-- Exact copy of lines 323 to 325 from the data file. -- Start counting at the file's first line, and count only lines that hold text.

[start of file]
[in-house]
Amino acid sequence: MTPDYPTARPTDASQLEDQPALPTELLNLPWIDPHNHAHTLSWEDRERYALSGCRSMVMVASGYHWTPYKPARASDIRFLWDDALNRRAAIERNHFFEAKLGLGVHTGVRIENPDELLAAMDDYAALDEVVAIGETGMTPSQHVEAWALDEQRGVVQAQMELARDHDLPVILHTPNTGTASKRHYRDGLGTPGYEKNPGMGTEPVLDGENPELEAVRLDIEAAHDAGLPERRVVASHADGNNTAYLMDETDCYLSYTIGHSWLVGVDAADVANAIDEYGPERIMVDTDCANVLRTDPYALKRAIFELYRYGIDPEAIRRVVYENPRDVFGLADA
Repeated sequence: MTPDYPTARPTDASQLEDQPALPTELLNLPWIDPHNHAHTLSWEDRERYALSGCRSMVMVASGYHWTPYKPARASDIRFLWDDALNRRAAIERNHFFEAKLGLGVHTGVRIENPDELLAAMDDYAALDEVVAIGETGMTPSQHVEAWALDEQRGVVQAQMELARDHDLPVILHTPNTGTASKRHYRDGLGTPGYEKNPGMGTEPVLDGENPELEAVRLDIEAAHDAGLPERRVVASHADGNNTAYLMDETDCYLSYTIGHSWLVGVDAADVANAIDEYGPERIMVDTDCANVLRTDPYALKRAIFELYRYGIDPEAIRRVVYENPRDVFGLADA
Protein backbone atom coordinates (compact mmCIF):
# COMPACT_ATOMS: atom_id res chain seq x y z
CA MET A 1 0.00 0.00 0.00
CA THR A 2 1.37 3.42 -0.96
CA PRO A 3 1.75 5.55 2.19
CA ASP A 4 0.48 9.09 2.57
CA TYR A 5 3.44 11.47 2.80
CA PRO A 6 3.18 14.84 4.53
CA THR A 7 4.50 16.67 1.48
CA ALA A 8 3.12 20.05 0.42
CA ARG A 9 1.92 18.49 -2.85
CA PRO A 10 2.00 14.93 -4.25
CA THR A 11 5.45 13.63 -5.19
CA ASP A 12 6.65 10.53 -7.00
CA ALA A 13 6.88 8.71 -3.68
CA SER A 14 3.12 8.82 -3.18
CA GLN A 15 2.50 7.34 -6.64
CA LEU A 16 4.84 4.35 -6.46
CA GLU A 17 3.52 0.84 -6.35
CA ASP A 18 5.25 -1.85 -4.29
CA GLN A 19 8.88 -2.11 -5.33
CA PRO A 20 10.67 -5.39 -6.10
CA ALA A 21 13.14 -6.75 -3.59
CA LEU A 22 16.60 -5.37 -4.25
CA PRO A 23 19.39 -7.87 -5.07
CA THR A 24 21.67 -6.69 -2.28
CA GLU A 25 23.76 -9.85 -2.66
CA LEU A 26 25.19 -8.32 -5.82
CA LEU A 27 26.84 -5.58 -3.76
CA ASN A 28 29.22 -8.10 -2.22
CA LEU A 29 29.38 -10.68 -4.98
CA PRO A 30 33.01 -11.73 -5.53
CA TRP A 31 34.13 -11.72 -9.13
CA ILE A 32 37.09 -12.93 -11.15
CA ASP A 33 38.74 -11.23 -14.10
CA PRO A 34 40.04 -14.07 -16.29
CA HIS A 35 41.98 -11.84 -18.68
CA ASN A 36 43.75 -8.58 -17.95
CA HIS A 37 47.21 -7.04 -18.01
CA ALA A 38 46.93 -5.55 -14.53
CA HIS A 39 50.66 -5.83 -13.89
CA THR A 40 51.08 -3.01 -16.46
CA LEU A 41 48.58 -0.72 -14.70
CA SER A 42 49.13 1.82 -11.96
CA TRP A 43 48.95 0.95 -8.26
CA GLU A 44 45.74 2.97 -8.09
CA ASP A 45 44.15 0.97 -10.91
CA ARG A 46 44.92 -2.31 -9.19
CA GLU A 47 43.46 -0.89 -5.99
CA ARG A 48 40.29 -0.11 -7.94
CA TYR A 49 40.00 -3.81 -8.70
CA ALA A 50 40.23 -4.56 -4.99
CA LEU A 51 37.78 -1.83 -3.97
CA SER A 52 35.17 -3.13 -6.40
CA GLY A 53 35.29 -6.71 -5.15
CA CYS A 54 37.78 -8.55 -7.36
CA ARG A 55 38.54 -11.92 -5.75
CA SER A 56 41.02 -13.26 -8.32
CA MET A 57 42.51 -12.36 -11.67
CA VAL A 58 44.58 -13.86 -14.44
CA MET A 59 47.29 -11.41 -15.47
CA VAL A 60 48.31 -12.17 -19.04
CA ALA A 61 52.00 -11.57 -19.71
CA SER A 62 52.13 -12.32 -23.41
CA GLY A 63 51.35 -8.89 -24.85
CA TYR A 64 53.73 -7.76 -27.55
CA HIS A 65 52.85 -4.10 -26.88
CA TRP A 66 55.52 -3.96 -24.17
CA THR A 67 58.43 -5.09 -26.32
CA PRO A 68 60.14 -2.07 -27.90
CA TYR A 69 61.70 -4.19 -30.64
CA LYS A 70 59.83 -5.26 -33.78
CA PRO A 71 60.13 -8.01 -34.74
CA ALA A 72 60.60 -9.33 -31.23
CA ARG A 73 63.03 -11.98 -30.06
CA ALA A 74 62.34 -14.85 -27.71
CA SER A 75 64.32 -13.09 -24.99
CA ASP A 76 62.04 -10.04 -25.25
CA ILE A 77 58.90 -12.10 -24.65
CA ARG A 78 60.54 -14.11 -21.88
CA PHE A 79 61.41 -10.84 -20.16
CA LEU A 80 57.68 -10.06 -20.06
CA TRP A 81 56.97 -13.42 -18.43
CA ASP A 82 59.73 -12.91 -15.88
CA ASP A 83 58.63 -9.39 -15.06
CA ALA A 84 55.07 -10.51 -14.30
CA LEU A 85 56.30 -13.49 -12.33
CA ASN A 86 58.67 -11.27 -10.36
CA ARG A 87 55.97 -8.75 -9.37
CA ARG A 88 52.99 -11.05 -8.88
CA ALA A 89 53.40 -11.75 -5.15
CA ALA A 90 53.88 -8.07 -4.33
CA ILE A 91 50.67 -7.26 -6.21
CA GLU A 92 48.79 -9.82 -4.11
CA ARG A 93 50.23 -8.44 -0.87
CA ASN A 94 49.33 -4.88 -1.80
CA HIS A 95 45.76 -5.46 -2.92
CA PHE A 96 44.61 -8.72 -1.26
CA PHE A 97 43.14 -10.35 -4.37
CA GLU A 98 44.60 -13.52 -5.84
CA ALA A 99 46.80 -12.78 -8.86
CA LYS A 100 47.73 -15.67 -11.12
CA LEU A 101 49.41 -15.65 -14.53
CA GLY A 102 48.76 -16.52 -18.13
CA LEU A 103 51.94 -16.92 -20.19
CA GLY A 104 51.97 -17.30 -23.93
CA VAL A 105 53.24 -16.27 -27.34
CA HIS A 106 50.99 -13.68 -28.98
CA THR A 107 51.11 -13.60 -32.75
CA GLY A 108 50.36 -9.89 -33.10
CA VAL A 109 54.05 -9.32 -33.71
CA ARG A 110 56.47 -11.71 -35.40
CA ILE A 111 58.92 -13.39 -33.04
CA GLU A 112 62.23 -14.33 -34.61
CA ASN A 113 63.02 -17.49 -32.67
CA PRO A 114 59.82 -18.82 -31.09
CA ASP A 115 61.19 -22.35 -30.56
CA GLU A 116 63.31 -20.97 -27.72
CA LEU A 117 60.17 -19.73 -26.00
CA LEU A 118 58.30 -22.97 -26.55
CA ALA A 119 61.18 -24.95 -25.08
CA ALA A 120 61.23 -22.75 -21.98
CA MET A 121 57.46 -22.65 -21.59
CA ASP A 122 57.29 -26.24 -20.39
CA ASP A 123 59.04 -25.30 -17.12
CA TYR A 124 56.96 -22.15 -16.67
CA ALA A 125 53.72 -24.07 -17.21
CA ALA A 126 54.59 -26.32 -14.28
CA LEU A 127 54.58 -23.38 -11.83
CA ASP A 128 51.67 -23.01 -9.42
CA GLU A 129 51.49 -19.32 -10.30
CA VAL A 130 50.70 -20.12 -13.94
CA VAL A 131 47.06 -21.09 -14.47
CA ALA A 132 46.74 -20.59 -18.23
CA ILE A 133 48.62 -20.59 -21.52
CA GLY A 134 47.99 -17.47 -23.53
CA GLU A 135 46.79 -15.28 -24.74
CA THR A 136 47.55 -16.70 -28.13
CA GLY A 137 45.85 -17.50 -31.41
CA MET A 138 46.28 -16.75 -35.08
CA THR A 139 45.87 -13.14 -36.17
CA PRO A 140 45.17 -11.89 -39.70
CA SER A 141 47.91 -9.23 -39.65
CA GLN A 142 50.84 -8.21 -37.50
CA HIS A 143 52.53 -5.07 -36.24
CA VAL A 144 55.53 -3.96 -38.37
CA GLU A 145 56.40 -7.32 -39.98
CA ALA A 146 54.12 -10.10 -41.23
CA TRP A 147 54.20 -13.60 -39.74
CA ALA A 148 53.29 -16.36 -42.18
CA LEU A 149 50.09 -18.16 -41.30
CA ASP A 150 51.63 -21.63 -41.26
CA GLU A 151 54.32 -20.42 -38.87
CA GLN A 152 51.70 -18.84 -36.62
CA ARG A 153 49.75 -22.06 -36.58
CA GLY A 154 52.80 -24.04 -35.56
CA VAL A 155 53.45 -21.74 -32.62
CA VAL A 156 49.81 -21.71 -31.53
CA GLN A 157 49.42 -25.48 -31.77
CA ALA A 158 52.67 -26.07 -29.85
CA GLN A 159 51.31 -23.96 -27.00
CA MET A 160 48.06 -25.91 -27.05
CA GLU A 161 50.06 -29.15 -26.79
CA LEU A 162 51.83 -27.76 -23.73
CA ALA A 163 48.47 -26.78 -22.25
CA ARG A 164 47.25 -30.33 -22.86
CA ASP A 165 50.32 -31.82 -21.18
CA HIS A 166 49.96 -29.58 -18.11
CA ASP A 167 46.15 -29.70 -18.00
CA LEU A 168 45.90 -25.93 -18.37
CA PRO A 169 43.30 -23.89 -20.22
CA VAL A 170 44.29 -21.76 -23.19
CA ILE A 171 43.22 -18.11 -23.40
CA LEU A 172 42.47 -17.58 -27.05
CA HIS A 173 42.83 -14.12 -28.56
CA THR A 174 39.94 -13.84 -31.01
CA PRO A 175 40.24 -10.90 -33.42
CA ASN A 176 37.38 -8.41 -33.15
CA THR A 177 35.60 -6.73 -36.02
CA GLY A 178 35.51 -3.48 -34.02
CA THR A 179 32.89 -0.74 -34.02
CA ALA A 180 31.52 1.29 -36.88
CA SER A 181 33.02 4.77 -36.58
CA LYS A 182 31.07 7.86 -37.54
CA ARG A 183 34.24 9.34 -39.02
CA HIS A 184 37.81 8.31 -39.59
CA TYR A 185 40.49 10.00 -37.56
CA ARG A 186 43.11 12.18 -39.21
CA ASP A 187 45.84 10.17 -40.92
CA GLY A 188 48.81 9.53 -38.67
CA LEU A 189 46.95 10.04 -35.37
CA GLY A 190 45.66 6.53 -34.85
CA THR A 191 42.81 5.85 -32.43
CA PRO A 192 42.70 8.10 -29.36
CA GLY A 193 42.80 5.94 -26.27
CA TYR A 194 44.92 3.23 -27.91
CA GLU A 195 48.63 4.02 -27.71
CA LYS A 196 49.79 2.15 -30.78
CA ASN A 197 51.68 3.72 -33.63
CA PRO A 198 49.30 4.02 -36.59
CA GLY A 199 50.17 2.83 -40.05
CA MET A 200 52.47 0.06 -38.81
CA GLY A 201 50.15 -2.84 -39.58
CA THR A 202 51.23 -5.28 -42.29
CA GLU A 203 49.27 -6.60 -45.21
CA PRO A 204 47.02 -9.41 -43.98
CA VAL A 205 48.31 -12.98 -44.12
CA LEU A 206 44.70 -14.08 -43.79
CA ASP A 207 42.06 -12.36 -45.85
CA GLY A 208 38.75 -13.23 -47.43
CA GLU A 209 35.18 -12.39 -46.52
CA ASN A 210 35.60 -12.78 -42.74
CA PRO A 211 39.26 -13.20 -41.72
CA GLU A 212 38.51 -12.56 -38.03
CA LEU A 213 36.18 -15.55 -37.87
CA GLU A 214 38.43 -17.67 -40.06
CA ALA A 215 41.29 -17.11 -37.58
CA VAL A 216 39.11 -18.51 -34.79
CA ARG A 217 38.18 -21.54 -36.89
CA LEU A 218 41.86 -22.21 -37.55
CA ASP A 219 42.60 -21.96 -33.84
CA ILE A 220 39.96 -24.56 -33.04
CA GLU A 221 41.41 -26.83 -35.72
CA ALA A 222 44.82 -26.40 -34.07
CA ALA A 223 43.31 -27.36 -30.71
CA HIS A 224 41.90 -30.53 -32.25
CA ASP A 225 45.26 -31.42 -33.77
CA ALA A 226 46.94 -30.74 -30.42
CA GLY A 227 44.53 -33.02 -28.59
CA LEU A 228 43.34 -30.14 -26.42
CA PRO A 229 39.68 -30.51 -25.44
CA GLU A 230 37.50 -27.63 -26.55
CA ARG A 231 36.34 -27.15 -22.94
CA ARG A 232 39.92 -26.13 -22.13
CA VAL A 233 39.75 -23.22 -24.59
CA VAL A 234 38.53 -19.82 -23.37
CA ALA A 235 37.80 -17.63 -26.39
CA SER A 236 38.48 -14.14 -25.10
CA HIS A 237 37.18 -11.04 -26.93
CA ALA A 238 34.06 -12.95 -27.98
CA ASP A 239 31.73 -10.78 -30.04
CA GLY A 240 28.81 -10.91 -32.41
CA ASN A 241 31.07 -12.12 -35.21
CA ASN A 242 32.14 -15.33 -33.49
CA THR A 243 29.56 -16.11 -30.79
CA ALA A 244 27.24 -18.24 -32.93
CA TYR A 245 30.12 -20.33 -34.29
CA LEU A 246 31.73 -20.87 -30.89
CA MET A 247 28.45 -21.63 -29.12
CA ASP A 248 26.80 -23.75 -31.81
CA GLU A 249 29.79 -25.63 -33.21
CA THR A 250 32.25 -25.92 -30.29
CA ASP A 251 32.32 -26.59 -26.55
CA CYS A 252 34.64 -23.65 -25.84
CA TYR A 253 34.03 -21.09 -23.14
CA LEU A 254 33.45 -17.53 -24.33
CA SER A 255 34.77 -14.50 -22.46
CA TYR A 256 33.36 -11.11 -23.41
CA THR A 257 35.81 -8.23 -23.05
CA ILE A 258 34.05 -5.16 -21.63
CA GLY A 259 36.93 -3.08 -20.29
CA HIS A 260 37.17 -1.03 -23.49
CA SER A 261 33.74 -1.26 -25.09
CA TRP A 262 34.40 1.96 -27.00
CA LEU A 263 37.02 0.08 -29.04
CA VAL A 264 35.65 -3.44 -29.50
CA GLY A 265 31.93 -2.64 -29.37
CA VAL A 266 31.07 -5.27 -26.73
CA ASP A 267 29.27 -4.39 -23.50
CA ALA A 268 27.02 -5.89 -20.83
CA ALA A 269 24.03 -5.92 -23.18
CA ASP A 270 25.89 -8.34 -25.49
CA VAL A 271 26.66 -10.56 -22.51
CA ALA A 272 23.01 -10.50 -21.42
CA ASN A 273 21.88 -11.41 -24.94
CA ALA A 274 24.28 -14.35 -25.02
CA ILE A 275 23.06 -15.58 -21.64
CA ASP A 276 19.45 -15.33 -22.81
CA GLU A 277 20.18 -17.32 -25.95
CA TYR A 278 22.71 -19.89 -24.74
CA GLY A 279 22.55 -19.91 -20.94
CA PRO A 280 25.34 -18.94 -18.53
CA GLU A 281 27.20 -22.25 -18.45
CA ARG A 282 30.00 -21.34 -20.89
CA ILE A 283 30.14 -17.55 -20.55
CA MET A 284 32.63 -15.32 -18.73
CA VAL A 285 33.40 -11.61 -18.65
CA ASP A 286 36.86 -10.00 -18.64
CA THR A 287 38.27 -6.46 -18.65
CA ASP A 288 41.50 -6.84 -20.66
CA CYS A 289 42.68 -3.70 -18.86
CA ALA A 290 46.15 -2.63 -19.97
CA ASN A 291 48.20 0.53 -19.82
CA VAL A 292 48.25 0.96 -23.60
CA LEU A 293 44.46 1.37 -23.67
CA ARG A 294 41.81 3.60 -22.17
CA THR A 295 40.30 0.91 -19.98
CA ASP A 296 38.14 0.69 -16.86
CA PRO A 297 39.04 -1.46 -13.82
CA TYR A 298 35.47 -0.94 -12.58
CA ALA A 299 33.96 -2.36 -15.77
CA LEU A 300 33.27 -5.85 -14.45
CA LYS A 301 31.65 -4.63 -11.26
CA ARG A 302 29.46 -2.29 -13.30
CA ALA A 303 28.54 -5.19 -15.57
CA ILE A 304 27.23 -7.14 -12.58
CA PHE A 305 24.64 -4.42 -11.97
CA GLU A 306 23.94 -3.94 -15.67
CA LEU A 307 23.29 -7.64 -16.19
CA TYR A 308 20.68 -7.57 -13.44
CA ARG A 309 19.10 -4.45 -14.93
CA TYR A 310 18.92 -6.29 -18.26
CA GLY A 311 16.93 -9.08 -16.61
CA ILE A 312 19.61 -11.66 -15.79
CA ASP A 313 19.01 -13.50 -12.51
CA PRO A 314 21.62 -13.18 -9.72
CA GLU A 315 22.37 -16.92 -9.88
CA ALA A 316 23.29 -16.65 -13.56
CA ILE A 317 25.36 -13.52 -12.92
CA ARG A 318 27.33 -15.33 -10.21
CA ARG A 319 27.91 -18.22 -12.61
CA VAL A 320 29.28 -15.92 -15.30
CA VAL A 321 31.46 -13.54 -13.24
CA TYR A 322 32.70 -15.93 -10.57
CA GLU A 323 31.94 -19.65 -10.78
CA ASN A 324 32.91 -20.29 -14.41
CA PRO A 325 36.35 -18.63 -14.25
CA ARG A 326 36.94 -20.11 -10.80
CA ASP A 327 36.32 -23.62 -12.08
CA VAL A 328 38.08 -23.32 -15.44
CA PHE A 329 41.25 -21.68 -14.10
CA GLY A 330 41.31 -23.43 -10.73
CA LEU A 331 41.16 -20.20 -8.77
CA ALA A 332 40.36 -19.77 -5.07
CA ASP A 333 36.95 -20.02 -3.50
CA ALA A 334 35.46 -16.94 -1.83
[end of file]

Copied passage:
CA ARG A 318 27.33 -15.33 -10.21
CA ARG A 319 27.91 -18.22 -12.61
CA VAL A 320 29.28 -15.92 -15.30